Nav: Home

Tropical Pacific variability key for successful climate forecasts

May 21, 2019

Our planet is warming up. This is documented consistently by all measurements that are carried out worldwide. However, this warming, which is mainly caused by the emission of greenhouse gases, is superimposed by natural climatic fluctuations on time scales from years to centuries. Climate forecasts for the future have to incorporate these variations. A team of scientists from Australia and Germany has now found out that in particular the very strong natural climatic fluctuations in the tropical Pacific on decadal timescales are important how the climate develops in future.

"We know about strong natural climatic variations in the tropical Pacific for a long time", explains Dr. Mohammad Hadi Bordbar from the GEOMAR Helmholtz Centre for Ocean Research Kiel, lead author of the study, which has now been published in Nature Communications. "Furthermore, climate forecasts on time scales of decades show a relatively large spread. In our study, we wanted to find out to what extent there is a connection", explains the climate scientist from Kiel. Together with Australian colleagues from the University of New South Wales, the researchers designed a study with three different climate models. They started the model simulations with different initial conditions that reflect the natural variations in the tropical Pacific region. "The results clearly show that a significant fraction of the large spread in climate forecasts has its origins in this region", explains Dr. Matthew England from the University of New South Wales.

For the scientists, these results indicate that better information about the initial state of the ocean, in particular subsurface data, could improve their predictions significantly. "In the scenario we studied, the predicted spatial patterns of surface temperatures are very dependent on the initial state of the Pacific Ocean", explains Prof. Dr. Mojib Latif, co-author of the study from GEOMAR. "The available observation data from the Pacific are in many areas only patchy, therefore, the results of the various simulations show such a strong spread", Latif continues.

According to the scientists, in addition to improvements in the models significantly more and better observation data are needed in order to improve the quality of climate predictions.
-end-


Helmholtz Centre for Ocean Research Kiel (GEOMAR)

Related Ocean Articles:

How the Arctic Ocean became saline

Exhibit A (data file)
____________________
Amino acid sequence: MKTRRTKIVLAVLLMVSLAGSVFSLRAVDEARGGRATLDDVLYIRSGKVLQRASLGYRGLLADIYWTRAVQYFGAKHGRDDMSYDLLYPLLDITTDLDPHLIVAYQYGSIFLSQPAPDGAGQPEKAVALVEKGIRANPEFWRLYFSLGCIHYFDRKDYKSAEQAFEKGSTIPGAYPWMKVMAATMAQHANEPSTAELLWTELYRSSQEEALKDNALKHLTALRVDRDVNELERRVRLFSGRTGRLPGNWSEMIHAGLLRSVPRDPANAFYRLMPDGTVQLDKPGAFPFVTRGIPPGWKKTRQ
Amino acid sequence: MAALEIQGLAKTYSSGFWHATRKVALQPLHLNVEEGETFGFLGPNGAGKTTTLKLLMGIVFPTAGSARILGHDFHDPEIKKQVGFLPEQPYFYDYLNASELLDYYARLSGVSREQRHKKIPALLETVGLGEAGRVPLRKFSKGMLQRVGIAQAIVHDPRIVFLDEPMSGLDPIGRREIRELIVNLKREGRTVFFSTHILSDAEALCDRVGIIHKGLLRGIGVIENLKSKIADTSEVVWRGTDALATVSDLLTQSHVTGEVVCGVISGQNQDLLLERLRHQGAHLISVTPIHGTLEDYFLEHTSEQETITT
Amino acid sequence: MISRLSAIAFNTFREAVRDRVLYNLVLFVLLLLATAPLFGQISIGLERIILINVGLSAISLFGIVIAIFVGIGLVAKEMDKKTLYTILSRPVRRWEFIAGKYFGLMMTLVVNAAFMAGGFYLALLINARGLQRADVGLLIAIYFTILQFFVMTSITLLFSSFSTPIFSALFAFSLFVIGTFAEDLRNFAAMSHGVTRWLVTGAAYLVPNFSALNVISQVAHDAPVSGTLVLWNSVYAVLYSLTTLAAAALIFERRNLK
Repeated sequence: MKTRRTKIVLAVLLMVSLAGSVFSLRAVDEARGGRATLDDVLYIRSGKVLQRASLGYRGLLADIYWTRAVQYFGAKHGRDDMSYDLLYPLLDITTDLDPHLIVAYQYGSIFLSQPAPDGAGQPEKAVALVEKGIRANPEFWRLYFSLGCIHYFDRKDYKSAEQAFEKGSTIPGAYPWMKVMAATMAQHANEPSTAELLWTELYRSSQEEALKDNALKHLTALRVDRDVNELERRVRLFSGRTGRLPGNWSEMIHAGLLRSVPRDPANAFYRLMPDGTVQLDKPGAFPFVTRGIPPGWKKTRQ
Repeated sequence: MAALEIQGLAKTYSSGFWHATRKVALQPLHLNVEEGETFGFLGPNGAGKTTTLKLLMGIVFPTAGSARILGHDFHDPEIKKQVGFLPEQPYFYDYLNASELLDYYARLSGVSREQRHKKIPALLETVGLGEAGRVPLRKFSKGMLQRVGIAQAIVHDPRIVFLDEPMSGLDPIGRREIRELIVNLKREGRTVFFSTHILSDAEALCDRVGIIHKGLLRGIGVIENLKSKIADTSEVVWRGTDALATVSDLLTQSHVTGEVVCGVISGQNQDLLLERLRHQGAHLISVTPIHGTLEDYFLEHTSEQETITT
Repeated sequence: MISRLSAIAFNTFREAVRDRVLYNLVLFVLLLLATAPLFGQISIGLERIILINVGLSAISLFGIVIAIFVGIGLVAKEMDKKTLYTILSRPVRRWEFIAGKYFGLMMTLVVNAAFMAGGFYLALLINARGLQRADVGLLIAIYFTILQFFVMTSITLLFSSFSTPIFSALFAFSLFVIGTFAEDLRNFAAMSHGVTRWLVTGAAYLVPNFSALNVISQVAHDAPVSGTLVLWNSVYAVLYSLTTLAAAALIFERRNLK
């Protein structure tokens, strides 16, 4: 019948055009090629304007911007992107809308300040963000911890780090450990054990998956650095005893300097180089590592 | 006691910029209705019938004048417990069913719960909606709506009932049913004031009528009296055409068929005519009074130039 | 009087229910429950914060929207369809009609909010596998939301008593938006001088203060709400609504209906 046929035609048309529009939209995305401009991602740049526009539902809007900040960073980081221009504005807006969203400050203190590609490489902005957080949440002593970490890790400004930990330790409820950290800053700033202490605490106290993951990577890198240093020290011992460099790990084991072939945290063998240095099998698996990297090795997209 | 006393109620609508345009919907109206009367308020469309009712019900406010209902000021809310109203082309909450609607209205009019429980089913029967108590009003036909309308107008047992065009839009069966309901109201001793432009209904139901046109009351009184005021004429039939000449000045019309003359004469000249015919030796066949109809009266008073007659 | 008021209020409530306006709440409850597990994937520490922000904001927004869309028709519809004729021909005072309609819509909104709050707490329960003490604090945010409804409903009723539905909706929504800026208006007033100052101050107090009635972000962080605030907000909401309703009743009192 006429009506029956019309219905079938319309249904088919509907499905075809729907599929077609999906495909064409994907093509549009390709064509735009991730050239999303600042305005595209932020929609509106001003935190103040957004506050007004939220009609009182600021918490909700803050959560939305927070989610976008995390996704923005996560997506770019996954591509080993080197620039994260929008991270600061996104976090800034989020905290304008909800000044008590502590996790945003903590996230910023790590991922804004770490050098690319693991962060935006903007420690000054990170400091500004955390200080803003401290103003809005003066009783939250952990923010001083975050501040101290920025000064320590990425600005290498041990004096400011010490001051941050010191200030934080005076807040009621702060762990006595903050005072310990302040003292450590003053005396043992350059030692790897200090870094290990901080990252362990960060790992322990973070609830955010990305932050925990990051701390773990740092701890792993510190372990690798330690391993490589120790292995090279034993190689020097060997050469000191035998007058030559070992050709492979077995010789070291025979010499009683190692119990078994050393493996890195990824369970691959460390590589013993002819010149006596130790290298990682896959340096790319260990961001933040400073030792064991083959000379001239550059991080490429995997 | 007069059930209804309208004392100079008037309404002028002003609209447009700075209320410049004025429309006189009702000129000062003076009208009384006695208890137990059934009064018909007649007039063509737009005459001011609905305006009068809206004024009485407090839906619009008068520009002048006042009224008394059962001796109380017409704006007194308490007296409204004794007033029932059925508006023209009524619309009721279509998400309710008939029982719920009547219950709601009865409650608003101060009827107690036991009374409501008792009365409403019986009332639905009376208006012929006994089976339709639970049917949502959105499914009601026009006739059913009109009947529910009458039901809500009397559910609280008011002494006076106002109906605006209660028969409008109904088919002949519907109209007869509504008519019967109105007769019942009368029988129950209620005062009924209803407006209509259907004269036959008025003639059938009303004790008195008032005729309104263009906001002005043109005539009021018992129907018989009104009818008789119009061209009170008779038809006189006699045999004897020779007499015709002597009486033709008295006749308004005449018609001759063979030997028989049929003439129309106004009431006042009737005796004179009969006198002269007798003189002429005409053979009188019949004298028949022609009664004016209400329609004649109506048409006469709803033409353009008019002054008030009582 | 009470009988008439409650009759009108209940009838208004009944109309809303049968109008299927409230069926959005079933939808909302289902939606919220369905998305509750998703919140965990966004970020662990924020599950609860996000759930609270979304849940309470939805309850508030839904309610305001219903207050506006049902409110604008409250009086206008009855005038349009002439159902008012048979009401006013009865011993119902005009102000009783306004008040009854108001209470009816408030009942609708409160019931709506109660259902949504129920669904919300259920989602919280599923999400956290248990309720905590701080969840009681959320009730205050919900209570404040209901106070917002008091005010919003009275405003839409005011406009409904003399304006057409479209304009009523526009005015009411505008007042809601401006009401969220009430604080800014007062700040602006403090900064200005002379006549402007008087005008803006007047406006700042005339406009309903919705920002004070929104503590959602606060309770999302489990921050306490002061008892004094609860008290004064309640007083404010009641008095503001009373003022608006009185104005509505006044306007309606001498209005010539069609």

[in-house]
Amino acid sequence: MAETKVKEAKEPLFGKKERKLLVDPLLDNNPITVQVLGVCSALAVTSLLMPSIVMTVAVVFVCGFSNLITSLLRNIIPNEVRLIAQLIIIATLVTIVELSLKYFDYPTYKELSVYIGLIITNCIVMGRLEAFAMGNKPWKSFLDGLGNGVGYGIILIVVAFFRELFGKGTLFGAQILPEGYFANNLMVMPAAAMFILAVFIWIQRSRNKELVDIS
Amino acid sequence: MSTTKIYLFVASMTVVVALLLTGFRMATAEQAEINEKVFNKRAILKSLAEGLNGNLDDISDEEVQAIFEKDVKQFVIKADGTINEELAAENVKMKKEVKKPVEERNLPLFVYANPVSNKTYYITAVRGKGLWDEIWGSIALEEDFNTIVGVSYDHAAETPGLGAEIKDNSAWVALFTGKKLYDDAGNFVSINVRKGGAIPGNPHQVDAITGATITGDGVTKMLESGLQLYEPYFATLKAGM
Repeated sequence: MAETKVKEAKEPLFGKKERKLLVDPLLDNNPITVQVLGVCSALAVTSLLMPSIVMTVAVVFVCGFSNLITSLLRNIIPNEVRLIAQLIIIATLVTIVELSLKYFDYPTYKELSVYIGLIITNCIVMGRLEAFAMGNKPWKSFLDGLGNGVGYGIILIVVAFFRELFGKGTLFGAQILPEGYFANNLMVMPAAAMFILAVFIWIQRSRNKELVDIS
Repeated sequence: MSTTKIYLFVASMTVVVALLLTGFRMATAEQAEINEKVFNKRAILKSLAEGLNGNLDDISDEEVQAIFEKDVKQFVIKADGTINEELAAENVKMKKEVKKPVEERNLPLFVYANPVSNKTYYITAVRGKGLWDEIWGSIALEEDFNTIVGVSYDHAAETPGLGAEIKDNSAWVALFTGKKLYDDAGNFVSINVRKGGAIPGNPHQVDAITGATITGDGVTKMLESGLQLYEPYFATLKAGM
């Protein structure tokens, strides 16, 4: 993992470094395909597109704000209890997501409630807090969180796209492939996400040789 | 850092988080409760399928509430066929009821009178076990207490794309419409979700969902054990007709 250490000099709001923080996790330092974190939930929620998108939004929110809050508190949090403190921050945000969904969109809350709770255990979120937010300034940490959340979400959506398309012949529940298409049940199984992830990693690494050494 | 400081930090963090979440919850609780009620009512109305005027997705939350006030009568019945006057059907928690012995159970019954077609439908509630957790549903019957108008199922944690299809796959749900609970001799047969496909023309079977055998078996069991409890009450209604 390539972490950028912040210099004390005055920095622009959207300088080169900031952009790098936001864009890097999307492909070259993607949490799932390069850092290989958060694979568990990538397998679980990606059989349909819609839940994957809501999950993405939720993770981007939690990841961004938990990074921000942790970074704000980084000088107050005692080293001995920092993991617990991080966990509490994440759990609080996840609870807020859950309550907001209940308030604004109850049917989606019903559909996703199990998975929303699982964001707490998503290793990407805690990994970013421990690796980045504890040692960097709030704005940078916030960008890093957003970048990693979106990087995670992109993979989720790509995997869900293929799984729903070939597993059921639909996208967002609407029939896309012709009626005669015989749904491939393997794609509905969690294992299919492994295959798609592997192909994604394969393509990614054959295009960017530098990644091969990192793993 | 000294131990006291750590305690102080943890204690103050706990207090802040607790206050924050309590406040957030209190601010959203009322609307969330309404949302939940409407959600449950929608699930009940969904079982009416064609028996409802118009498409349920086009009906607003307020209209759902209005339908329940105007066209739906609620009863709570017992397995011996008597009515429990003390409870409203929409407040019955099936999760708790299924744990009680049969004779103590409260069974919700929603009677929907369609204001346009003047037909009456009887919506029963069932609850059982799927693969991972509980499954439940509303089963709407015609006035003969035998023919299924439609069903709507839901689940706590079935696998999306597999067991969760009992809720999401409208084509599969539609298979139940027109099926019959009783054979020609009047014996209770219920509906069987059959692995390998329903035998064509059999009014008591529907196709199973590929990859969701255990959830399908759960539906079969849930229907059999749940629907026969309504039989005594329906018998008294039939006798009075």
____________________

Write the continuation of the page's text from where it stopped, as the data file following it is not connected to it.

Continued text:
The Arctic Ocean was once a gigantic freshwater lake. Only after the land bridge between Greenland and Scotland had submerged far enough did vast quantities of salt water pour in from the Atlantic.
Refining the ocean's thermometer
The chemistry of shells of plankton called foraminifera are a record of past climate.
The Arctic Ocean is becoming more like the Atlantic
The eastern Arctic Ocean is becoming more like the Atlantic Ocean, a new study combining remote sensing and local data finds.
International team reports ocean acidification spreading rapidly in Arctic Ocean
Ocean acidification (OA) is spreading rapidly in the western Arctic Ocean in both area and depth, according to new interdisciplinary research reported in Nature Climate Change by a team of international collaborators, including University of Delaware professor Wei-Jun Cai.
Global ocean de-oxygenation quantified
The ongoing global change causes rising ocean temperatures and changes the ocean circulation.
Decoding ocean signals
Geographer Tim DeVries and colleagues determine why the ocean has absorbed more carbon over the past decade.
Finding a needle in the ocean
Xiang-Gen Xia, the Charles Black Evans Professor in UD's Department of Electrical and Computer Engineering, shares his thoughts on big data in a 'Perspectives' paper published in the January 2017 issue of IEEE Signal Processing Magazine.
Protecting the ocean
Benjamin Halpern, director of NCEAS, to receive the 2017 Peter Benchley Ocean Award for Excellence in Science.
At last, an inventory of the ocean's dissolved sulfur
The dissolved fraction of organic sulfur in the ocean is the most abundant form of sulfur there by a factor of ten, a new study finds.
Ocean fronts attract ocean wanderers -- foraging gannets on the front line
A study led by Plymouth University and the University of Exeter has shown for the first time that seabirds use ocean fronts as an efficient way of foraging.

Related Ocean Reading:

Best Science Podcasts 2019

We have hand picked the best science podcasts for 2019. Sit back and enjoy new science podcasts updated daily from your favorite science news services and scientists.
Now Playing: TED Radio Hour

Digital Manipulation
Technology has reshaped our lives in amazing ways. But at what cost? This hour, TED speakers reveal how what we see, read, believe — even how we vote — can be manipulated by the technology we use. Guests include journalist Carole Cadwalladr, consumer advocate Finn Myrstad, writer and marketing professor Scott Galloway, behavioral designer Nir Eyal, and computer graphics researcher Doug Roble.
Now Playing: Science for the People

#529 Do You Really Want to Find Out Who's Your Daddy?
At least some of you by now have probably spit into a tube and mailed it off to find out who your closest relatives are, where you might be from, and what terrible diseases might await you. But what exactly did you find out? And what did you give away? In this live panel at Awesome Con we bring in science writer Tina Saey to talk about all her DNA testing, and bioethicist Debra Mathews, to determine whether Tina should have done it at all. Related links: What FamilyTreeDNA sharing genetic data with police means for you Crime solvers embraced...